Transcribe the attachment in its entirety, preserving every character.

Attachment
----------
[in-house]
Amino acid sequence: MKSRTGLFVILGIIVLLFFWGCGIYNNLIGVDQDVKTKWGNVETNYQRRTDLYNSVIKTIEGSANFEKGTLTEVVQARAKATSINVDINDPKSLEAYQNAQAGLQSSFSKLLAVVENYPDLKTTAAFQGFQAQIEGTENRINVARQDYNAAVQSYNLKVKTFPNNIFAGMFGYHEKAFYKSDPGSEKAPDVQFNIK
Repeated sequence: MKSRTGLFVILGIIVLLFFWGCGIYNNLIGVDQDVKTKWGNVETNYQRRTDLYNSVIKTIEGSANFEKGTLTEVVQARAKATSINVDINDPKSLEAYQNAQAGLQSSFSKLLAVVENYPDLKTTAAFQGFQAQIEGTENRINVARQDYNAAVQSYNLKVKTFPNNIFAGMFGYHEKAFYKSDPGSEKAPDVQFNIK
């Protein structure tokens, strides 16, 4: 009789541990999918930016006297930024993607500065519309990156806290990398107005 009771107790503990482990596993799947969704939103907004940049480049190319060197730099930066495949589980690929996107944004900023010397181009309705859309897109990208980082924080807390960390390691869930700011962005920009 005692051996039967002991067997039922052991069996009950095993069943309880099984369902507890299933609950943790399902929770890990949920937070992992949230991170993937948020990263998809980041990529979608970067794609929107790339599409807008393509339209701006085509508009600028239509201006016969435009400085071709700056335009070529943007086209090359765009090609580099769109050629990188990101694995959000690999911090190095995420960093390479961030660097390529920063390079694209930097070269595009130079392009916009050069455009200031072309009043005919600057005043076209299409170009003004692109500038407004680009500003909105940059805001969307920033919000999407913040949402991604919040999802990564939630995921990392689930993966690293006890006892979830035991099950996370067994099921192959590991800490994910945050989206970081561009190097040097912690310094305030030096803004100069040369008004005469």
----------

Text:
[in-house]
Amino acid sequence: MKSRTGLFVILGIIVLLFFWGCGIYNNLIGVDQDVKTKWGNVETNYQRRTDLYNSVIKTIEGSANFEKGTLTEVVQARAKATSINVDINDPKSLEAYQNAQAGLQSSFSKLLAVVENYPDLKTTAAFQGFQAQIEGTENRINVARQDYNAAVQSYNLKVKTFPNNIFAGMFGYHEKAFYKSDPGSEKAPDVQFNIK
Repeated sequence: MKSRTGLFVILGIIVLLFFWGCGIYNNLIGVDQDVKTKWGNVETNYQRRTDLYNSVIKTIEGSANFEKGTLTEVVQARAKATSINVDINDPKSLEAYQNAQAGLQSSFSKLLAVVENYPDLKTTAAFQGFQAQIEGTENRINVARQDYNAAVQSYNLKVKTFPNNIFAGMFGYHEKAFYKSDPGSEKAPDVQFNIK
């Protein structure tokens, strides 16, 4: 009789541990999918930016006297930024993607500065519309990156806290990398107005 009771107790503990482990596993799947969704939103907004940049480049190319060197730099930066495949589980690929996107944004900023010397181009309705859309897109990208980082924080807390960390390691869930700011962005920009 005692051996039967002991067997039922052991069996009950095993069943309880099984369902507890299933609950943790399902929770890990949920937070992992949230991170993937948020990263998809980041990529979608970067794609929107790339599409807008393509339209701006085509508009600028239509201006016969435009400085071709700056335009070529943007086209090359765009090609580099769109050629990188990101694995959000690999911090190095995420960093390479961030660097390529920063390079694209930097070269595009130079392009916009050069455009200031072309009043005919600057005043076209299409170009003004692109500038407004680009500003909105940059805001969307920033919000999407913040949402991604919040999802990564939630995921990392689930993966690293006890006892979830035991099950996370067994099921192959590991800490994910945050989206970081561009190097040097912690310094305030030096803004100069040369008004005469």